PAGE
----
In this ebook, Twilio compares wide area networks (WANs), including high-performance cellular and Low-Power Wide-Area Networks (LPWAN) alternatives, to help you choose the right connectivity for your specific needs. 

Click here to download the ebook.

✍️ :: Putting Scooter Emissions in Perspective

By Oliver Bruce

As a matter of physics, it’s a no-brainer that scooters are better for the environment than cars.

It takes less energy to transport a 100-kilogram passenger using a 20-kilogram vehicle with a 90% efficient electric powertrain than it does to accomplish the same task using a 2,000-kilogram vehicle with a 30% efficient internal combustion powertrain. When you replace a car trip with a scooter trip, you’re pushing 17 times less weight three times more efficiently.

But that isn't the full story.

Many of the scooters that people ride are shared, like those offered by Lime, Bird, Uber, and Lyft. When you account for everything that goes into producing and operating a shared scooter, from manufacturing to shipping to charging to disposal, its carbon footprint grows.

A recent life-cycle assessment from North Carolina State University (NCSU) attempted to calculate the actual size of that carbon footprint.

The study yielded good, if not exactly spectacular, news for micromobility advocates. It concluded that, on a per-mile basis, shared scooters produce about half as many grams of greenhouse gas as cars, but more than a full-ridership bus, biking, or walking.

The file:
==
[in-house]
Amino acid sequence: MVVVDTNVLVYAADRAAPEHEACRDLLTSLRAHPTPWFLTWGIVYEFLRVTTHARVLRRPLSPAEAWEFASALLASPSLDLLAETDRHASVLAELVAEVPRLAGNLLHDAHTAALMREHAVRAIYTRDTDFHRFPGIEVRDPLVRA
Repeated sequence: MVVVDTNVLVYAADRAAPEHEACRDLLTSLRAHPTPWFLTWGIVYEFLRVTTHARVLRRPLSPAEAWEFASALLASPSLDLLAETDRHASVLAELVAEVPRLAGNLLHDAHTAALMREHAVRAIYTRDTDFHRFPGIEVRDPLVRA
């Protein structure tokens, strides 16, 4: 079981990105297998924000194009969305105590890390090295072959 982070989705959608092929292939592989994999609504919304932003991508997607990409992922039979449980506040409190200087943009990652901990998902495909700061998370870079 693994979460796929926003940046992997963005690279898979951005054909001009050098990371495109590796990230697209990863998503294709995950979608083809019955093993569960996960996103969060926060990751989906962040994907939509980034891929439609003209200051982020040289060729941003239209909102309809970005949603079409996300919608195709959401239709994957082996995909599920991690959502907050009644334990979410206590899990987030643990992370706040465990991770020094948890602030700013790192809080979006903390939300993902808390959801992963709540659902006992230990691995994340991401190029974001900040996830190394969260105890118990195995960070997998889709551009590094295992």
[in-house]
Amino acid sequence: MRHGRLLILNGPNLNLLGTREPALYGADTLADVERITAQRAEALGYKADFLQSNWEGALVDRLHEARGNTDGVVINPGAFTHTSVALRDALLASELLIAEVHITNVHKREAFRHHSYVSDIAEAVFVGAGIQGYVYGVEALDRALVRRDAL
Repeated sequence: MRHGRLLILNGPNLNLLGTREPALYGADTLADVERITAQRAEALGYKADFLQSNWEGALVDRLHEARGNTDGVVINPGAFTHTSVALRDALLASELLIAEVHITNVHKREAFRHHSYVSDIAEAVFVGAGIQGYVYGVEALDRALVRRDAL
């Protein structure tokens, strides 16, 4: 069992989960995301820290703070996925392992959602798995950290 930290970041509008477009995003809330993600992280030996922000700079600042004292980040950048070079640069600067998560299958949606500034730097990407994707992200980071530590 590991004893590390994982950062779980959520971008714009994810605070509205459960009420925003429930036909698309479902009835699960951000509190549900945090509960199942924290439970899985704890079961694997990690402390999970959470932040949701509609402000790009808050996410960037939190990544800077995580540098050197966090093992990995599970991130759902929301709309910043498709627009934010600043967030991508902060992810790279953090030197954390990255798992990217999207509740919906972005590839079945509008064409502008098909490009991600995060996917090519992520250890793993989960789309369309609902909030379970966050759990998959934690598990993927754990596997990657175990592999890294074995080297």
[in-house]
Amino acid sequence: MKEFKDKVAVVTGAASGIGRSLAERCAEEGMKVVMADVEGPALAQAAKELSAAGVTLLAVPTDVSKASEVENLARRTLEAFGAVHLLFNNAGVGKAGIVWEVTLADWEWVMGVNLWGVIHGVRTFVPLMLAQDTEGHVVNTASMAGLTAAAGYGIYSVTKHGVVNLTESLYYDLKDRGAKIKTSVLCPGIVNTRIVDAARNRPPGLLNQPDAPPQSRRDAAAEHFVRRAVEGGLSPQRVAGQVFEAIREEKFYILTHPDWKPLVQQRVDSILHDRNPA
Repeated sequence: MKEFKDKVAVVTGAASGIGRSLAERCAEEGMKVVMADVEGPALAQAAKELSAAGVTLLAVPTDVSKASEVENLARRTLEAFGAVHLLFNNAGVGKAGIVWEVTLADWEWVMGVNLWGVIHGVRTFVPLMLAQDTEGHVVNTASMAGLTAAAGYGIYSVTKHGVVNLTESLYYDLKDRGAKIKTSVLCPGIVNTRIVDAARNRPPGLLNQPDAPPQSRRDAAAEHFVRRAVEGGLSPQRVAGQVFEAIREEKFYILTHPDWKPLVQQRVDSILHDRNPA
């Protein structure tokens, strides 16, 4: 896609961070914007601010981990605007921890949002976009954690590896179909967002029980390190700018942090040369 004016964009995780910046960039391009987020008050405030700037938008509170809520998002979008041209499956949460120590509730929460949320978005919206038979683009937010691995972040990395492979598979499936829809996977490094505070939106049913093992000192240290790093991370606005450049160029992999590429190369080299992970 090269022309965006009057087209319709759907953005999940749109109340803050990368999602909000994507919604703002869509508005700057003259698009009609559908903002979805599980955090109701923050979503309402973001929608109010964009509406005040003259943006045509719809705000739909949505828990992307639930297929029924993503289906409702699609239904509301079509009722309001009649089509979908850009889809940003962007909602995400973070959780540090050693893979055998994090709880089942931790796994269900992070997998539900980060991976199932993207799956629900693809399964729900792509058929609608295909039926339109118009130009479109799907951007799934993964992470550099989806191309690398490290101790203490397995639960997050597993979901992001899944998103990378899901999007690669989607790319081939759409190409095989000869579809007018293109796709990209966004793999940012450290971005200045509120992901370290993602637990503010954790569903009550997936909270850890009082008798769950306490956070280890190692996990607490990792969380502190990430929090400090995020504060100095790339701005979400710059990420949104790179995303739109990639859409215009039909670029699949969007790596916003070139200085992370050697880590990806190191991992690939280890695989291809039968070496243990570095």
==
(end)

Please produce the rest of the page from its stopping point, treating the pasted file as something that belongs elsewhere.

Let’s start by stating the obvious: A vehicle that weighs a hundredth as much as an automobile should not be producing half the amount of pollution. Still the clear takeaway from the study is that scooters beat cars on CO2 no matter which way you cut it. That means these two-wheeled devices are an improvement to the transportation system—albeit an improvement with lots of room for improvement. 

Yet if you read any of the media coverage surrounding the NCSU report, this would probably not be the conclusion you came away with.

Click here to read Oliver’s full article on why so many people got the scooter emissions news cycle wrong.

🎥 :: The First to 100 Million Rides

This week our featured video is Lime president Joe Kraus’s keynote address from Micromobility Europe.

In this 20-minute clip, Kraus shares three cautionary tales that propelled Lime to 100 million rides in two years.

  1. Be practical, unlike hoverboards

  2. Be sustainable, unlike cars

  3. Be accessible, unlike the original Segway

Watch the video here.

Other new videos this week include presentations by leaders from SAE International, Tortoise, Uber, and more. Check them out on our YouTube channel.

We will be releasing videos of presentations from our last conference all week. Follow us on LinkedIn and Twitter to get alerts when new ones are published.

🎙️ :: The Data Play of Micromobility

In the latest episode of the podcast, Oliver Bruce talks to William Henderson, CEO of Ride Report, about micromobility data, MaaS systems, MDS, and the ongoing spat between Uber and LADOT over privacy.

“The reasons L.A. wants that control are really good, noble reasons...however, when it comes to privacy, it’s a deeply flawed model,” William Henderson ⁦

Listen here.

💸 :: So About Black Friday…

Early Bird registrations for Micromobility America (Richmond, CA | April 22 & 23, 2020) are filling up fast, but there are still tickets available.